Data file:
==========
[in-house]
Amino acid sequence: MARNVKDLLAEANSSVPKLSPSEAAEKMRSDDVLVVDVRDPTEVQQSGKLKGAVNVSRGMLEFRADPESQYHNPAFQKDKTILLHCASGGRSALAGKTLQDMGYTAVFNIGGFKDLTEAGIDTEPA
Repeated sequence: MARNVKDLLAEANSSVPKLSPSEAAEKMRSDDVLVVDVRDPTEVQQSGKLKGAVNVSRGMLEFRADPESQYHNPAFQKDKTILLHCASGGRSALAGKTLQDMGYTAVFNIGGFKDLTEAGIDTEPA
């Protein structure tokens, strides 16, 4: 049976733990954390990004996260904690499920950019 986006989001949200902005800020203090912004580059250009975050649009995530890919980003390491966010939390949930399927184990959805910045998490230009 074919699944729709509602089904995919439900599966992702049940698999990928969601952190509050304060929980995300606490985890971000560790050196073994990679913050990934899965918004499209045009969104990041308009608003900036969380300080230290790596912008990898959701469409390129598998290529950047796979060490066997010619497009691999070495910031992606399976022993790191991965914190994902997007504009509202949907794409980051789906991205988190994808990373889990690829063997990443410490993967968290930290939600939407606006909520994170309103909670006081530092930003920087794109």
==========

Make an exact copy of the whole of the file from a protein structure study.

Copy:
[in-house]
Amino acid sequence: MARNVKDLLAEANSSVPKLSPSEAAEKMRSDDVLVVDVRDPTEVQQSGKLKGAVNVSRGMLEFRADPESQYHNPAFQKDKTILLHCASGGRSALAGKTLQDMGYTAVFNIGGFKDLTEAGIDTEPA
Repeated sequence: MARNVKDLLAEANSSVPKLSPSEAAEKMRSDDVLVVDVRDPTEVQQSGKLKGAVNVSRGMLEFRADPESQYHNPAFQKDKTILLHCASGGRSALAGKTLQDMGYTAVFNIGGFKDLTEAGIDTEPA
């Protein structure tokens, strides 16, 4: 049976733990954390990004996260904690499920950019 986006989001949200902005800020203090912004580059250009975050649009995530890919980003390491966010939390949930399927184990959805910045998490230009 074919699944729709509602089904995919439900599966992702049940698999990928969601952190509050304060929980995300606490985890971000560790050196073994990679913050990934899965918004499209045009969104990041308009608003900036969380300080230290790596912008990898959701469409390129598998290529950047796979060490066997010619497009691999070495910031992606399976022993790191991965914190994902997007504009509202949907794409980051789906991205988190994808990373889990690829063997990443410490993967968290930290939600939407606006909520994170309103909670006081530092930003920087794109």